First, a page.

Blog August 26, 2013
Zambia Roadside 2-Tonga, Ila, Lozi, Leya, Aushi, Bemba

Like the first Zambia Roadside release from SWP, Zambia Roadside 2 exclusively features performances by little-known folk and traditional groups, selected by Michael Baird from over a decade of his own field recordings in rural Zambia. It's taken us a little while to process this album, mostly because it falls somewhat outside the standard purview of Afropop, as in “African popular music.” This record is folk music, reflecting the oral traditions of non-commodified production: people playing for the celebratory and ritual needs of their small, local communities. Example: Track 2, “Kuli Shunga,” is a traditional praise song to the mighty and sacred Victoria Falls (so-dubbed by the British colonizers, obviously), performed by Crispin Mutanuka as part of the Leya female initiation ceremony, which Baird recorded at the local chief’s palace. Other groups play styles such as seesa that, despite using traditional instruments, are relatively recent innovations. Other groups are described as “well known throughout their area, playing at dances and weddings.” If the difference between this kind of music and ‘popular’ music is not yet clear, watch the “Making Of The Album” video below, and compare with these mixes of contemporary Zambian pop music from Zed Beats, or the video of the inaugural Zambian Music Awards from this year.

Despite the lack of ‘pop’ in this compilation, the music contained on this compilation clearly deserves respect and attention, as does Baird’s work in presenting it for us. Baird’s liner notes show his extensive knowledge of Zambian roots music and culture and his commitment to promoting the folk music and musicians of Zambia internationally. For example, Baird brought Enoch Mbongwe Haciwa to perform the kalumbu musical bow at the Royal Albert Hall in London in July 2011. Baird writes: “Hopefully this international attention might mean that there is some money to be made by playing ‘the old music’ and young people will continue playing kalumbu.” That remains to be seen, but Baird seems to be doing his part.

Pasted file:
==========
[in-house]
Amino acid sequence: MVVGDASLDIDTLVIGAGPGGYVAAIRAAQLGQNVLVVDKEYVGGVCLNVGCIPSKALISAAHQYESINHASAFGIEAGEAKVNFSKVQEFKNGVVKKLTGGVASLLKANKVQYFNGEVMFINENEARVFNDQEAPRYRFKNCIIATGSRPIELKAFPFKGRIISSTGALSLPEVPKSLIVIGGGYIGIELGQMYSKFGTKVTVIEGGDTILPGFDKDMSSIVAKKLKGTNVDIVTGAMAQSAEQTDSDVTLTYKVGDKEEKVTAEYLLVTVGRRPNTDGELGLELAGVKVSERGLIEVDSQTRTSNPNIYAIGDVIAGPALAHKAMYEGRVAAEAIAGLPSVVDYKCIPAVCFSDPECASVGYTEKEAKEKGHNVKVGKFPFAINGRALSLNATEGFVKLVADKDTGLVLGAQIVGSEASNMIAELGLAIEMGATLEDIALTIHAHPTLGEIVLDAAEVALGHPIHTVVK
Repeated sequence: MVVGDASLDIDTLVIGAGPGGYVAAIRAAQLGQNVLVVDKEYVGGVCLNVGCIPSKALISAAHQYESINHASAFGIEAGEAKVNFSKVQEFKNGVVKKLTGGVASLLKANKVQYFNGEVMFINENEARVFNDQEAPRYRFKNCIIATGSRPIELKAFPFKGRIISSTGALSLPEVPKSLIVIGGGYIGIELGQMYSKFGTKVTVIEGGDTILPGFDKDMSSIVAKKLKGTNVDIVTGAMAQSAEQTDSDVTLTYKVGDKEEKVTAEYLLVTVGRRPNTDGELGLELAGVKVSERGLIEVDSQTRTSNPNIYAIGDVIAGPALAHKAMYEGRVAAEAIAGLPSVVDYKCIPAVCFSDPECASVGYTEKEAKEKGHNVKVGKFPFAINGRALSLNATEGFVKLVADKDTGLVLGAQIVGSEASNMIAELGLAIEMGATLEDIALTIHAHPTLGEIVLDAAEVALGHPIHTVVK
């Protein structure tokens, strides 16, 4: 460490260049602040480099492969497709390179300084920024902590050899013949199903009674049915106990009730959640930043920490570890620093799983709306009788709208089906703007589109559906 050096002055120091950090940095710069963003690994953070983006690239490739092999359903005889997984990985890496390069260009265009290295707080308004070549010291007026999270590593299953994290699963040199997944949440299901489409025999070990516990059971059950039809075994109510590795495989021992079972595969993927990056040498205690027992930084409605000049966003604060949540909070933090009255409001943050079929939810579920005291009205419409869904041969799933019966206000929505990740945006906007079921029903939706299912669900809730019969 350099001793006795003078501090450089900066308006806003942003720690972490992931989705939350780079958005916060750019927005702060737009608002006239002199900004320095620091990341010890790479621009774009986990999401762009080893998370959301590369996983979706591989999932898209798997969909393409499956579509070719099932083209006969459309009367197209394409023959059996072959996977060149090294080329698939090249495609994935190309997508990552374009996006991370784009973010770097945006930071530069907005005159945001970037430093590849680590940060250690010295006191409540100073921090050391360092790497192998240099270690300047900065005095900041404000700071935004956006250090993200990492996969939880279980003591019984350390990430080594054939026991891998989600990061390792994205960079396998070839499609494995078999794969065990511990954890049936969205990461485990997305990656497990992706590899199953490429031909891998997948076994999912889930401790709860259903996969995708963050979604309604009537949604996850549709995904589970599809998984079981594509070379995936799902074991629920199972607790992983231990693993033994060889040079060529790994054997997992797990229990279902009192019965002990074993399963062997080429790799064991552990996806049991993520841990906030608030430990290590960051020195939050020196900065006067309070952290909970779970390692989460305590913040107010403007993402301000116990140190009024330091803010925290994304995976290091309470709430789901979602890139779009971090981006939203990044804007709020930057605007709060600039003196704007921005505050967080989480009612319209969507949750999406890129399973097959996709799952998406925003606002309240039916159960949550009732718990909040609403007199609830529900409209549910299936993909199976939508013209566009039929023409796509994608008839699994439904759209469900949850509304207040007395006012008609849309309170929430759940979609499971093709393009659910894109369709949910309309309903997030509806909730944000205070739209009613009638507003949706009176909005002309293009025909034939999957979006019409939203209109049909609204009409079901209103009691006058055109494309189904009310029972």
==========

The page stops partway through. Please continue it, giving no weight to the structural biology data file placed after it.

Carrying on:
These liner notes becoming particularly entertaining when they cross the boundaries between ethnography and editorial, for example: “Zambia is officially a Christian nation, but I have to say, I have no idea what that actually means.” Or, “This deep instrumental groove is the opposite of panic!” Baird bemoans the international “underestimation” of Zambian ngoma drumming, and, after hearing the lead-drum and whistle combination on “Ndakali Kwetwe” by Haachaanga Sound, we tend to agree! The “buzz drum” on “Chibinda Wanama” and the kalela oil drums are also impressive sonic experiences. The final track, by the blind musicians in Mansa Visual Art Band (named by Baird himself), is the closest to popular African music in terms of harmony and instrumentation, with a clearly Western-influenced guitar and vocal harmonies and a roving babbaton bass—“A self-made double-bass with an oil-drum into which the neck is affixed with four gut strings and covered at both ends with laced cowhide skins.”

So take a break from those Zed Beats and dig into some roots music!

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